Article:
Sorry for the late answer, I took me some to look into your system.

1. What do you think the suitable momentum exchange interval? I used 150 intervals for the simulation. When we used 150 intervals, the temperature was increased.
150 should be fine in general, although it depends a bit on your system. Generally, the exchange interval allows you to modify the magnitude of the thermal current. For a system with a small cross section, the same thermal current can lead to a larger thermal flux and thus a larger temperature gradient. The temperature gradient should ideally not be too large, on the other hand large enough so that it can be measured with sufficient accuracy. 

2. How can we decide the convergence or steady state of the temperature profile? Are there any criteria for that? For my case, the temperature gradient is changed in a short time, and it is hard to figure out the convergence of the temperature profile.

You should plot your temperature profile at different time intervals during the simulation. If you don't see a difference between the temperature profiles of subsequent time intervals then you can assume that your temperature profile has reached a steady-state.

3. In the tutorial of the calculating interfacial thermal conductance using molecular dynamics, you compared the two temperature profiles. Are there a proper time range for the integration of the temperature profile? The temperature gradient is changed when we modify the time range.

At first, I would recommend you to use a smaller log interval than 10 000, e.g. something like 500 or 1000. This will make the temperature profile a lot smoother, as you will have more snapshots to average over. Remember, for your system you have to calculate the profile along the B-direction, not the default C-direction.
Yes, the temperature profile will depend on the chosen time interval. On the one hand, as for a small time interval your average might not be very good and the profile can become fuzzy. On the other hand, as long as you haven't reached a steady state, changing the length of the time interval will also include snapshots from different phases of the simulation, which will result in a different profile, that's just the nature of the non-equilibrium simulation. So, as a rule of thumb, you could use intervals of 50-100 ps to check for convergence, and once you know that you have reached a steady-sate, you should average the profile over several 100 ps, to get a smooth profile.
If your profile is too fuzzy you can also try and increase the bin width a bit.

4. Can you tell me the reason why the increase of the system temperature during the simulation of the non-equilibrium momentum exchange? In the case, the system is isolated, and no energy can be provided.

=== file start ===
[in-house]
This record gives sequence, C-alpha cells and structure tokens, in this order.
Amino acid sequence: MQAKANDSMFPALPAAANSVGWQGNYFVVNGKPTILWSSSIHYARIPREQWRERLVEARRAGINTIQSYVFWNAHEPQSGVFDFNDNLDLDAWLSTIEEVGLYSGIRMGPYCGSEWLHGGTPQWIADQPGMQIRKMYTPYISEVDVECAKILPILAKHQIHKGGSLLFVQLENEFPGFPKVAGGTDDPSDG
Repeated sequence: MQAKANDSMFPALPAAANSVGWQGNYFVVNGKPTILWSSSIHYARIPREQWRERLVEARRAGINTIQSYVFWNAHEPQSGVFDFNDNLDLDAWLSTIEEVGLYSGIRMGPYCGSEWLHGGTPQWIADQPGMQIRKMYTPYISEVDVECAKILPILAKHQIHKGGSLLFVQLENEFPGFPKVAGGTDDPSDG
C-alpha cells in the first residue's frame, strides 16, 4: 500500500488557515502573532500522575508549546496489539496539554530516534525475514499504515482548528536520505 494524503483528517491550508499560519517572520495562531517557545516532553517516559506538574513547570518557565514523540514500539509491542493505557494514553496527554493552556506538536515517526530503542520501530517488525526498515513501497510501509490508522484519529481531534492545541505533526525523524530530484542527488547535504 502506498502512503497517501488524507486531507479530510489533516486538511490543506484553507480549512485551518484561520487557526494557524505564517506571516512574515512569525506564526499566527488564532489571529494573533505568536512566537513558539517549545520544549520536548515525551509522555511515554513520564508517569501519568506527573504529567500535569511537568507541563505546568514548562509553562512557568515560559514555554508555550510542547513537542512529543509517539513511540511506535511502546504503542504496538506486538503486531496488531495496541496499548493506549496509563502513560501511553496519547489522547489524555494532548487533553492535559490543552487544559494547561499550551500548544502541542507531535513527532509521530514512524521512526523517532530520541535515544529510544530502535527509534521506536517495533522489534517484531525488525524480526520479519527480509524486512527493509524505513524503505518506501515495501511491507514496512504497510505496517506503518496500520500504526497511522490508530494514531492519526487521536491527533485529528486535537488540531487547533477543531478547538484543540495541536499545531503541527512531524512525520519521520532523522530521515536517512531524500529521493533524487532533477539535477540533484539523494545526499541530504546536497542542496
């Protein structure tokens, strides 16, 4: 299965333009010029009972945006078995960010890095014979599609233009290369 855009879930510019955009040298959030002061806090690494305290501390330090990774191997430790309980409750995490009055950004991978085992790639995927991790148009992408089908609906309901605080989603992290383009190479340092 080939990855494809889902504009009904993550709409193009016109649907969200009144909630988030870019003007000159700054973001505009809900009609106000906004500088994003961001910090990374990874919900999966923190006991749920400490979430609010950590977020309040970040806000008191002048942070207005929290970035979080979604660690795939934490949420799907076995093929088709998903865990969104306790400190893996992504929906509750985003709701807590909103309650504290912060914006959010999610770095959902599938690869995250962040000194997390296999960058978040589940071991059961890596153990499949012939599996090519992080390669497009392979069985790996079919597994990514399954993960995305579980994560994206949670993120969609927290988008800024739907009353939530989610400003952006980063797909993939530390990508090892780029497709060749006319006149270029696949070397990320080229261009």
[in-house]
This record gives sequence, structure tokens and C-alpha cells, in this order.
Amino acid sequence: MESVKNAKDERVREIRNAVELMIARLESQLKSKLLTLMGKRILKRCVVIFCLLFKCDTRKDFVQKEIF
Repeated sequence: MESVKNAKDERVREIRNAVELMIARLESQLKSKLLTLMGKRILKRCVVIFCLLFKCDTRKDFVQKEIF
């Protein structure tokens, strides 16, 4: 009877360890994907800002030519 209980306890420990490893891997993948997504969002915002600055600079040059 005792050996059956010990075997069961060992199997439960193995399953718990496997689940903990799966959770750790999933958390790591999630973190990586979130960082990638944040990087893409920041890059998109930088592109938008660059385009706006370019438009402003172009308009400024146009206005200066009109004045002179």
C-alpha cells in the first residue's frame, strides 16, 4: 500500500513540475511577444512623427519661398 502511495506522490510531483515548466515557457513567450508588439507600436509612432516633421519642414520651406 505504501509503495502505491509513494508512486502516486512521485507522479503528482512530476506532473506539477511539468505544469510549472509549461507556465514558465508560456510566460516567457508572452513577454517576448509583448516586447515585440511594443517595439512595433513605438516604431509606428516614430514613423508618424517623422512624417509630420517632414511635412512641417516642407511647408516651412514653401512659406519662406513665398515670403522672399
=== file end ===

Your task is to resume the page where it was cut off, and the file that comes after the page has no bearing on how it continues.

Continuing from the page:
I can reproduce your problem, and it actually seems that the total energy increases during time. Although I'm not 100% sure, I would guess a major part of the problem is that the time step is too large and the conservation of total energy is not given any more. In this case a smaller time step, maybe 0.5 fs, might at least fix the problem to some extent. Furhtermore, the system is very soft and buckles quite a lot during the simulation which might make it additionally difficult.

5. What is the meaning of "truncated content"? I saw the warning in my log file of the simulation.

That is just a message that the output line in the log file is longer than the width of the terminal. You can ignore that.

The kinetic energy should not increase significantly  during the simulation. By increasing the time step, do you mean the total number of MD steps or the actual time step  (e.g. 1 fs)?
The latter should not be increased. Increasing it to e.g. 5 fs can in fact lead to energy conservation being violated.
If you just increased the number if MD steps and the energy increases, then the system may not be sufficiently equilibrated before the NEMD simulation. Or your temperature gradient has become so large that part of the system experiences such a high temperature that it runs out of equilibrium.

The NVTNoseHooveChain in ATK-2015 is essentially the same as the new NVTNoseHoover thermostat in ATK-2016.
The old NVTNoseHoover in ATK-2015 thermostat does not exists any more in ATK-2016, as it was using an older algorithm which is not state-of-the-art.
In ATK-2015 you should use the NVTNoseHooverChain thermostat.

1)    I know that the nanosheet is 2D and periodic in the y and z directions. Is it required to set the periodic boundary condition for the top and bottom side additionally? If the boundary condition is periodic, there are no scattering effects related on the phonon or electrons because the top and bottom side are not terminated anymore, Right? I expect for the case; there are no dependencies on the width of the structure for the thermal conductivity. I want to know about this.
With ATK-Classical you cannot switch off the periodic boundary conditions, so you should make sure that you have a sufficiently large vacuum buffer on top of th graphene layer if you want to simulate an isolated layer.

2)    For the non-equilibrium momentum exchange, should we set the fixed boundary at the left and right side of the structure besides the heat sink and source?
You have two options how to set up the boundaries in transport direction:
a) Add some vacuum buffer in transport direction and fix the outermost terminating atoms. This way you'd only have periodicity in the in-plane direction perpendicular to the transport direction.
b) You treat the system periodic in the transport direction, as well. Then the thermal current runs in both directions. Here you in principle don't need to fix anything.

3)     For the Nose-Hoover thermostat, the temperature gradient can be generated using reservoir temperature. Is there are no problem to obtain the thermal conductivity of the graphene layer although some synchronization issues are between the heat source and sink.
In principle you could just set two thermostats on heat sink and source to obtain the gradient. However, in this case you'd have no straightforward way to measure the magnitude of the thermal flux. So, I'd recommend using the NonEquilibriumMomentumExchange method.

4)    I read a several papers about NEMD for the calculation of the thermal conductivity by LAMMPS. In that case, the method is similar methods kinds of setting the different reservoir temperature on both sides for the Nose-Hoover thermostat.

According to recent papers, the alternative way to using NonEquilibriumMomentumExchange  not really setting reservoir temperatures, but to set achieve a specified thermal by heating and cooling the heat and sink with a constant heating power, which at steady state has the same magnitude as the thermal curent in the system. This method will be available in the upcoming ATK-2017 release.

5)    Please comment about the procedure of simulation, some notes and missing point and so on.

To obtain reliable bulk conductivity values, you may have to run a series of simulations at increasing system sizes and then extrapolate to infinite lengths, as described e.g. in
As, Petr said, for more explanations and details, you may want to look at our tutorials and the webinar.